A lot of this has to do with our two leads, who always seem to be on the verge of cracking up in front of the camera. Brandon Lee wasn’t a star at this point in his career, and Showdown in Little Tokyo ended up being too low profile to turn him into one — though it did probably get him the job in the next year’s Rapid Fire, which did make him a star. In Showdown, he’s somewhere between the awkwardness of his previous film, Laser Mission, and the comfort he would find in his later films. But there’s always the charisma, and even if he tends toward mugging for the camera a little too much, he’s still an engaging performer. And Dolph? Dolph gets a bad rap. Like many action stars of the era, he was a limited actor –not a bad one. Within very specific confines, he was more than capable. He lacks the charisma of Arnold, but he’s still got charisma. And his chemistry with Lee makes for a pretty entertaining duo. Of course, he has no chemistry at all with Tia, but that’s as much her fault as it is his and the screenwriters.
Cary-Hiroyuki Tagawa turns in his usual performance, which is to say, he makes a great bad guy. The dude was born to play the sneering, hissing villain in the same way Eddie Deezen was born to play a nerd and William Atherton was born to play a smug prick. Tagawa only has one setting, and it’s off the charts. Gods what I wouldn’t give to see him and Nic Cage go head-to-head. His gang is basically forgettable, as their primary function is to pull out butterfly knives, get punched or shot, and wear atrocious shirts. His eventual comeuppance in the finale is utterly absurd, and it fulfills the commandment that any movie that deals with Asians have at least one scene that takes place during a Dragon Dance parade, which as we’ve learned happen all day, every day in every Chinatown.
Actually, the film’s true villain is Sybil Grey, in charge of the movie’s costumes and wardrobe. From the endless parade of blinding shirts to Dolph’s high-waisted pants to his hilarious samurai duds, Sybil Grey has committed sartorial transgressions that will fry your eyes and make you weep tears of blood.
I guess poor Tia does her best to keep up, but between Tagawa’s batshit insanity, Dolph’s build, and Lee’s unpolished charisma, there’s just not much for her to do other than look confused. She gets to sing a song, which was always her dream, but it’s as forgettable as the rest of her performance. She also gets to do a love scene with Dolph, but the requisite nudity was handled by a body double, which is shameful since Lundgren was more than willing to do his own nudity. I don’t think I’ve seen Tia Carrere in anything where she was particularly good, so I’m going to go ahead and classify her “bad actress,” even though I will freely admit to having seen just about every episode of Relic Hunter. Still, her role here is really nothing more than pretty damsel in distress, and she manages to fulfill the minimum basic requirements. Ultimately, the only bad thing I can say about the cast is that through some incredible lack of attention, it doesn’t include Al Leong.
The true star of Showdown in Little Tokyo, I need hardly point out, is the action, and while we’re not getting served up the kungfu antics of Jackie Chan or the balletic gunplay of John Woo, Showdown doesn’t skimp on the sort of two-fisted big galoot action one expects from a low budget American action film. Dolph is in peak form, and he gets to bust how his martial arts moves in addition to just shooting everything in sight and throwing chumps in bad suits through windows. Brandon Lee, a bit surprisingly, spends most of the movie just shooting at things. He throws down in a few martial arts fights, but for the sort-of American debut of the son of Bruce Lee (one can hardly count Laser Mission, as entertaining as his bad acting and one-liners may be in that one), I expected he would make with the fists and feet of fury a little more frequently. If you want Brandon Lee the martial artist, you are to this day better off with his sole crack at a Hong Kong action film, Legacy of Rage.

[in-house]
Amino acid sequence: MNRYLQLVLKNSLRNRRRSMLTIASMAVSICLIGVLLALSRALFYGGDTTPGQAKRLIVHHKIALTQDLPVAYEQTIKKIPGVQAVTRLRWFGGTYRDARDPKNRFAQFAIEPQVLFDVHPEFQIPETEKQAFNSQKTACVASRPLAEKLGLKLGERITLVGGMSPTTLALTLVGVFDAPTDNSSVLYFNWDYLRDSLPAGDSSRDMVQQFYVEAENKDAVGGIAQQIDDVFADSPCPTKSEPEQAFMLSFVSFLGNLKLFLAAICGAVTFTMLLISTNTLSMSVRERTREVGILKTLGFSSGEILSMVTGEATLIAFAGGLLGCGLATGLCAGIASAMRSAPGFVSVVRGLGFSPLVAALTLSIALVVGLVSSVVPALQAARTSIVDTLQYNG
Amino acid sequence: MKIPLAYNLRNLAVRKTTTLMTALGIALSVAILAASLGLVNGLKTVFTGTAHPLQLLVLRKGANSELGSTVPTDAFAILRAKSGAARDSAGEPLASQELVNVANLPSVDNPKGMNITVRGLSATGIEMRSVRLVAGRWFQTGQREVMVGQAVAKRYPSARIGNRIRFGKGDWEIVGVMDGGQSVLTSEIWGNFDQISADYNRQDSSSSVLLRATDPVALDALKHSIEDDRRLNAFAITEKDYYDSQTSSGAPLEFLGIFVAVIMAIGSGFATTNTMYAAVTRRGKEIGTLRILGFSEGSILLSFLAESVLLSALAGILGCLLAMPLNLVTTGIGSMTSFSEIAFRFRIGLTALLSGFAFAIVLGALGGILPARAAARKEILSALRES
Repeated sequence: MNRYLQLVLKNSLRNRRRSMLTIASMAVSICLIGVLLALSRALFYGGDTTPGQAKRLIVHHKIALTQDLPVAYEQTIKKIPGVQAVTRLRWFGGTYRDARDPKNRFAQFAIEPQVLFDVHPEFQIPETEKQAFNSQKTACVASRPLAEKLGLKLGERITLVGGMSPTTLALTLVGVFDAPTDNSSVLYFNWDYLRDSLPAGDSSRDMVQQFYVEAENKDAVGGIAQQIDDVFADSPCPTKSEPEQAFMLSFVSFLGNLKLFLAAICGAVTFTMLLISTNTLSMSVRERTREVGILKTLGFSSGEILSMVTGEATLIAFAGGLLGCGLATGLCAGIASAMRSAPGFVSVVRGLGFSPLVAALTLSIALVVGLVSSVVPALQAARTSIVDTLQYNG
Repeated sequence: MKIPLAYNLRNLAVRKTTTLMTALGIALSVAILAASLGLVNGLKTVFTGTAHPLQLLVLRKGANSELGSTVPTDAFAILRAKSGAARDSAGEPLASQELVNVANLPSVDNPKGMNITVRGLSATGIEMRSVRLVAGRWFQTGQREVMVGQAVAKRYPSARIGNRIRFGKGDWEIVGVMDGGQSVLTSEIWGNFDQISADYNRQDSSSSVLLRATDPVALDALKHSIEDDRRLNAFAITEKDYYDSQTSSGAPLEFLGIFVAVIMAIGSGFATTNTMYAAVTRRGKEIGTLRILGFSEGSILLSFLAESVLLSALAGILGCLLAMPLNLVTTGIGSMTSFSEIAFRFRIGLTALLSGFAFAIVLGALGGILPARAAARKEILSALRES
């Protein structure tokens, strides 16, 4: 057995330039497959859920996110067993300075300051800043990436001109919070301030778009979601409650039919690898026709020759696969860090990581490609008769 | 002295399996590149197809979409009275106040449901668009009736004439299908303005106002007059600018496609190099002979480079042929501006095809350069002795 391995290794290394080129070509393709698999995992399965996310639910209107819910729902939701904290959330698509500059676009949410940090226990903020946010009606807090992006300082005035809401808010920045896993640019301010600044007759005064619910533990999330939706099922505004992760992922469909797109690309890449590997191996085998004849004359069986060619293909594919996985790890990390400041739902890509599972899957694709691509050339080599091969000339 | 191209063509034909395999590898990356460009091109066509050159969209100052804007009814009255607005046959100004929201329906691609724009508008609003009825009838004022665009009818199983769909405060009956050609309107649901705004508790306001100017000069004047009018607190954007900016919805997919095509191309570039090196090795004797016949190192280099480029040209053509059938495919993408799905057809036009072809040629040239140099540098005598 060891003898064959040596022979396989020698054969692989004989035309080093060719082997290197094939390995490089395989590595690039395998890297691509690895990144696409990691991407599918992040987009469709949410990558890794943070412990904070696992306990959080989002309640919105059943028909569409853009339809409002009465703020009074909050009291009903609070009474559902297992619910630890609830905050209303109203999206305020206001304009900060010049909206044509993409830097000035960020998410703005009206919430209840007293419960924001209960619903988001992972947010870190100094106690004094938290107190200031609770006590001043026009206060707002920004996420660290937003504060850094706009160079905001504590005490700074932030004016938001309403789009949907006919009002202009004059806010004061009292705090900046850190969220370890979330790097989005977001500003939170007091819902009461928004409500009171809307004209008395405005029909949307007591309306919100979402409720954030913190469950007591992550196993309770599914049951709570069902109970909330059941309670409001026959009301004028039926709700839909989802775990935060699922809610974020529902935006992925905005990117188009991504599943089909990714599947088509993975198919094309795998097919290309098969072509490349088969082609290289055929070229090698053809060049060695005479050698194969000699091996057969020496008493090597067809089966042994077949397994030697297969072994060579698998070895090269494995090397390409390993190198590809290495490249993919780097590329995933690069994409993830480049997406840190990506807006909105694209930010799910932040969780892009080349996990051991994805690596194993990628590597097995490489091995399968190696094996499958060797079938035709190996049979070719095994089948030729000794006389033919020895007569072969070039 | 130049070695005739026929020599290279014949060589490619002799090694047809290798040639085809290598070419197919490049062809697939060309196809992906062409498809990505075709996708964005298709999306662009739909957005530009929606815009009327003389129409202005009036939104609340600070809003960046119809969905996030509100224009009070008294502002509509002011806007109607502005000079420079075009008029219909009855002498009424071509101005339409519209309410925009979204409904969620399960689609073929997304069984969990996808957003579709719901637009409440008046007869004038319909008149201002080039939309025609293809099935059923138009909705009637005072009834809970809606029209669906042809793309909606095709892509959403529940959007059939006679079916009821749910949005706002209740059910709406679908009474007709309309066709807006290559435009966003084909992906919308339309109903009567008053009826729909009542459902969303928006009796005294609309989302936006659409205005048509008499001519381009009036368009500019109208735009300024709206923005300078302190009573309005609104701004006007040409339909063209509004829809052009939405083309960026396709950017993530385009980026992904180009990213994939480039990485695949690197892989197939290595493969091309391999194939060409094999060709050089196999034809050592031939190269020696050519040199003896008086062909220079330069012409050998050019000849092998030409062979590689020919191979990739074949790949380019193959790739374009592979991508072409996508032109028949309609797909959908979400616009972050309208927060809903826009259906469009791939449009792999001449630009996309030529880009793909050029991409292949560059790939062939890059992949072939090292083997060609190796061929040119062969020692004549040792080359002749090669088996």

When taking the measure of “blowing stuff up in Asian neighborhoods” movies, Showdown in Little Tokyo can’t measure up to the undisputed king of such films: Big Trouble in Little China. But then, it’s a very different type of film. And for what it is, Showdown is imminently watchable and entertaining. It thumbs its nose at the conventions of the buddy cop and yellow peril genres, delivering a ton of action and protagonists that keep the movie fun. It should have been a bigger hit than it was, but you can’t have everything. Since it’s initial release, it’s found an increasingly large cult fanbase, and not just because it stars Brandon Lee. I also wouldn’t be surprised to see it increasingly embraced by the same members of the gay community who, hungry for thrills and action instead of maudlin drama, have embraced the sword and sandal films of the 1960s. There’s certainly more than enough sweaty manhood and ludicrous camp to make it a hit in that regard, even if the full frontal nude photos I’ve seen of Dolph Lundgren are evidence against Brandon Lee’s claims about genital majesty. I mean, there’s nothing shameful about what he’s packing, and it didn’t hurt my eyes to have a gander at it for a spell. But the biggest? I don’t think so. Maybe Brandon Lee just hadn’t seen that many dicks. No worries though; Dolph has plenty of everything else to offer.
Showdown also delivers frequent car chases and explosions, once again never attracting the attention of the police even when they take place in the middle of a well-populated area or organized parade. The heroes and villains are pretty much free to blast the shit out of anything and everything without any real consequence, which is the way we like it. This is Los Angeles, after all, and if a 6’5″ former MIT student with a hand cannon runs by you chasing a snarling Japanese guy waving a sword, well you just let those handsome devils go about their business The plot rarely spends much time between action scenes, preferring to get the bare minimum particulars over with as quickly as possible so it can move on to another scene of Cary-Hiroyuki Tagawa screaming or Dolph taking off his shirt and punching someone through a wall. Mark Lester is usually pretty good at pacing his films, and Showdown is no exception. It’s a pretty great ride from start to finish, with no real down time.
Release Year: 1991 | Country: United States | Starring: Dolph Lundgren, Brandon Lee, Cary-Hiroyuki Tagawa, Tia Carrere, Toshiro Obata, Philip Tan, Rodney Kageyama, Ernie Lively, Renee Griffin, Reid Asato, Simon Rhee | Screenplay: Stephen Glantz, Caliope Brattlestreet | Director: Mark L. Lester | Cinematography: Mark Irwin | Music: David Michael Frank